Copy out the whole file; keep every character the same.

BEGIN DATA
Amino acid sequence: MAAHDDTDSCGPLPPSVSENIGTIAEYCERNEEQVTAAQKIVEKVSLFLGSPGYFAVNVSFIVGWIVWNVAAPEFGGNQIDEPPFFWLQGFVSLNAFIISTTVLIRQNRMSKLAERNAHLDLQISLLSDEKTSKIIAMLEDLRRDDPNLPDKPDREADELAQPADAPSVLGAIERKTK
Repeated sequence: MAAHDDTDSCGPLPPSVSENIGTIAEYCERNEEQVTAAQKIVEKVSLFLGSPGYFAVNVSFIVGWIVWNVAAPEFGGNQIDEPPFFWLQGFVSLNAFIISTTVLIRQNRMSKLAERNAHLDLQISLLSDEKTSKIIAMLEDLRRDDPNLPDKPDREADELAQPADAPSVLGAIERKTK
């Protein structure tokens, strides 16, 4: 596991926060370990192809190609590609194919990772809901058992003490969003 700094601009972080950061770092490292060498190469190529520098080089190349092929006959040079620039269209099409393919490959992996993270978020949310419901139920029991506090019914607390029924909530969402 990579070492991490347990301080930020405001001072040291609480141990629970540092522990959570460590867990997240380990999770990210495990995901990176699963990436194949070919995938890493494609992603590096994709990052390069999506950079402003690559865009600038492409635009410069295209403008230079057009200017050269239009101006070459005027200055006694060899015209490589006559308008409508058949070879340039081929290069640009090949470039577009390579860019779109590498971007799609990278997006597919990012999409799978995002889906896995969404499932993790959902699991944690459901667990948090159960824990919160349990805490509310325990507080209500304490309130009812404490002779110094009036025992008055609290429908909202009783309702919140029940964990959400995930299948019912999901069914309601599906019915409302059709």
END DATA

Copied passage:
Amino acid sequence: MAAHDDTDSCGPLPPSVSENIGTIAEYCERNEEQVTAAQKIVEKVSLFLGSPGYFAVNVSFIVGWIVWNVAAPEFGGNQIDEPPFFWLQGFVSLNAFIISTTVLIRQNRMSKLAERNAHLDLQISLLSDEKTSKIIAMLEDLRRDDPNLPDKPDREADELAQPADAPSVLGAIERKTK
Repeated sequence: MAAHDDTDSCGPLPPSVSENIGTIAEYCERNEEQVTAAQKIVEKVSLFLGSPGYFAVNVSFIVGWIVWNVAAPEFGGNQIDEPPFFWLQGFVSLNAFIISTTVLIRQNRMSKLAERNAHLDLQISLLSDEKTSKIIAMLEDLRRDDPNLPDKPDREADELAQPADAPSVLGAIERKTK
């Protein structure tokens, strides 16, 4: 596991926060370990192809190609590609194919990772809901058992003490969003 700094601009972080950061770092490292060498190469190529520098080089190349092929006959040079620039269209099409393919490959992996993270978020949310419901139920029991506090019914607390029924909530969402 990579070492991490347990301080930020405001001072040291609480141990629970540092522990959570460590867990997240380990999770990210495990995901990176699963990436194949070919995938890493494609992603590096994709990052390069999506950079402003690559865009600038492409635009410069295209403008230079057009200017050269239009101006070459005027200055006694060899015209490589006559308008409508058949070879340039081929290069640009090949470039577009390579860019779109590498971007799609990278997006597919990012999409799978995002889906896995969404499932993790959902699991944690459901667990948090159960824990919160349990805490509310325990507080209500304490309130009812404490002779110094009036025992008055609290429908909202009783309702919140029940964990959400995930299948019912999901069914309601599906019915409302059709």